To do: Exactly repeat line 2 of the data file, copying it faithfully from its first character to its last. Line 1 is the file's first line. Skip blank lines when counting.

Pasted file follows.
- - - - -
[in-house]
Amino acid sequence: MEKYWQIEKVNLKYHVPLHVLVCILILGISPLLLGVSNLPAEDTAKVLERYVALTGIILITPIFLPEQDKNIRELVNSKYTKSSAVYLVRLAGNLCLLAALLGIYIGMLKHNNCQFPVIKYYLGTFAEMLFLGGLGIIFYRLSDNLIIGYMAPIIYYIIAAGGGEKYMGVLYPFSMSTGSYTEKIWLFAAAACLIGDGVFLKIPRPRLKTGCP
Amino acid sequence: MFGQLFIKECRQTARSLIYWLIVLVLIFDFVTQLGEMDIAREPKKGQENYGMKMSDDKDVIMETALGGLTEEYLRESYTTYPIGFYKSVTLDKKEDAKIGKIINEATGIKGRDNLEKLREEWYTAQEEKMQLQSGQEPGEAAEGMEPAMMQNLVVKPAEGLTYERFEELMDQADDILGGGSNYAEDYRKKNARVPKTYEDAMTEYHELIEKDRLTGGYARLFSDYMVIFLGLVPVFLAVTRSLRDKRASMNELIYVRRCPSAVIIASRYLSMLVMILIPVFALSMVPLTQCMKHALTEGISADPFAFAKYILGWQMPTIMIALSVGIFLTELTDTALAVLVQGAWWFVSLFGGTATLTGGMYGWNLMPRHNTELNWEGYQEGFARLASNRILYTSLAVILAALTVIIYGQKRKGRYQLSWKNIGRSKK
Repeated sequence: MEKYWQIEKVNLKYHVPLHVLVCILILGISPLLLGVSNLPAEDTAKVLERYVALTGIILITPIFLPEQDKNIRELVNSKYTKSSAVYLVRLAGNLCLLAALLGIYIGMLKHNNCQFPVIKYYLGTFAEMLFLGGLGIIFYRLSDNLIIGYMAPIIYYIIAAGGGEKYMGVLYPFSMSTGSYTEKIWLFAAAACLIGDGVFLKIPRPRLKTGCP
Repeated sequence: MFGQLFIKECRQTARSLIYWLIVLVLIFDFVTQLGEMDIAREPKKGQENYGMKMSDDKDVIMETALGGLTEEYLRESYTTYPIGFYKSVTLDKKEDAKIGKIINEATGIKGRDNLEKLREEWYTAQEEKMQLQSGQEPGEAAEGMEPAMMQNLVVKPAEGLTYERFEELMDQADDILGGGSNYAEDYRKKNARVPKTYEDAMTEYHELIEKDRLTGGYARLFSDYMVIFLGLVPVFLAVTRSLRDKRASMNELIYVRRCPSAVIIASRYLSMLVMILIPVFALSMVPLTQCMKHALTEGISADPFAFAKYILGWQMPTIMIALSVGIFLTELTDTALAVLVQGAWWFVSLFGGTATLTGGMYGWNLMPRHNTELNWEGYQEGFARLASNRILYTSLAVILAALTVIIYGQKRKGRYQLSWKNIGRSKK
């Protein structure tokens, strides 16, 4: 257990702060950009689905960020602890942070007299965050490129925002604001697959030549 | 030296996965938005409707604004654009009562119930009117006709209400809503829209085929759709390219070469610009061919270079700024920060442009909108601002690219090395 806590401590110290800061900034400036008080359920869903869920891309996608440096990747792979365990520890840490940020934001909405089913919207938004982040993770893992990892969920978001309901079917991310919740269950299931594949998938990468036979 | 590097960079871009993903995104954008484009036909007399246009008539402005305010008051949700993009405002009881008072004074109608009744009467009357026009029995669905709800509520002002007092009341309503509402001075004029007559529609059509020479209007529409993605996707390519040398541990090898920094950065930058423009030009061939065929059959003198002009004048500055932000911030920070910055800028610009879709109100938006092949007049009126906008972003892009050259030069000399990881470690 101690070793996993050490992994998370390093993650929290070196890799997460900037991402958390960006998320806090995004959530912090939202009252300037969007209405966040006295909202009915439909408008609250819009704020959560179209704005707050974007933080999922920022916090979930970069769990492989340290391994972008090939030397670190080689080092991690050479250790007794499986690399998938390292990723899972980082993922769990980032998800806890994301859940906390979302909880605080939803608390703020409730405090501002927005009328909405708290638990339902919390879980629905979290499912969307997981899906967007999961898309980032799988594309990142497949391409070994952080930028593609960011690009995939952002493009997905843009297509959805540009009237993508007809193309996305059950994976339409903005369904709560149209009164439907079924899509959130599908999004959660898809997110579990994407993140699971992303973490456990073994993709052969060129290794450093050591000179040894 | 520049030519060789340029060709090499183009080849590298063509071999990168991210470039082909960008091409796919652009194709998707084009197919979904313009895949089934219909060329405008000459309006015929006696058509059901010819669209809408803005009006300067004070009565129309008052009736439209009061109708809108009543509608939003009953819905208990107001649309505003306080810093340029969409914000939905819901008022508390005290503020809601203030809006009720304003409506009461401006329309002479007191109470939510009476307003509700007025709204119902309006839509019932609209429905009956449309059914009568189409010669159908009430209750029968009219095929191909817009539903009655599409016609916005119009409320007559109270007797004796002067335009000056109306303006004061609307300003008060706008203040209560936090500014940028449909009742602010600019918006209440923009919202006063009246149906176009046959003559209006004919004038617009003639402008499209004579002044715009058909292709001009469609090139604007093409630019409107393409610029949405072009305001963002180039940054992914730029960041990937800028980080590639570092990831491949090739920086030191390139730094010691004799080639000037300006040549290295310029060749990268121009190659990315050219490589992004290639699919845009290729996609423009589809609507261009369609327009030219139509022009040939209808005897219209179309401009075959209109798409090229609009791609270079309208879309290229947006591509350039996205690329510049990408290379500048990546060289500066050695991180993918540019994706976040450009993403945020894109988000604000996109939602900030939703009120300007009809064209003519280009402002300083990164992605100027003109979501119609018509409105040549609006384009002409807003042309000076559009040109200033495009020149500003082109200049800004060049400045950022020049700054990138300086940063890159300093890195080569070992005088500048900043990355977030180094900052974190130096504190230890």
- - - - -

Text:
Amino acid sequence: MEKYWQIEKVNLKYHVPLHVLVCILILGISPLLLGVSNLPAEDTAKVLERYVALTGIILITPIFLPEQDKNIRELVNSKYTKSSAVYLVRLAGNLCLLAALLGIYIGMLKHNNCQFPVIKYYLGTFAEMLFLGGLGIIFYRLSDNLIIGYMAPIIYYIIAAGGGEKYMGVLYPFSMSTGSYTEKIWLFAAAACLIGDGVFLKIPRPRLKTGCP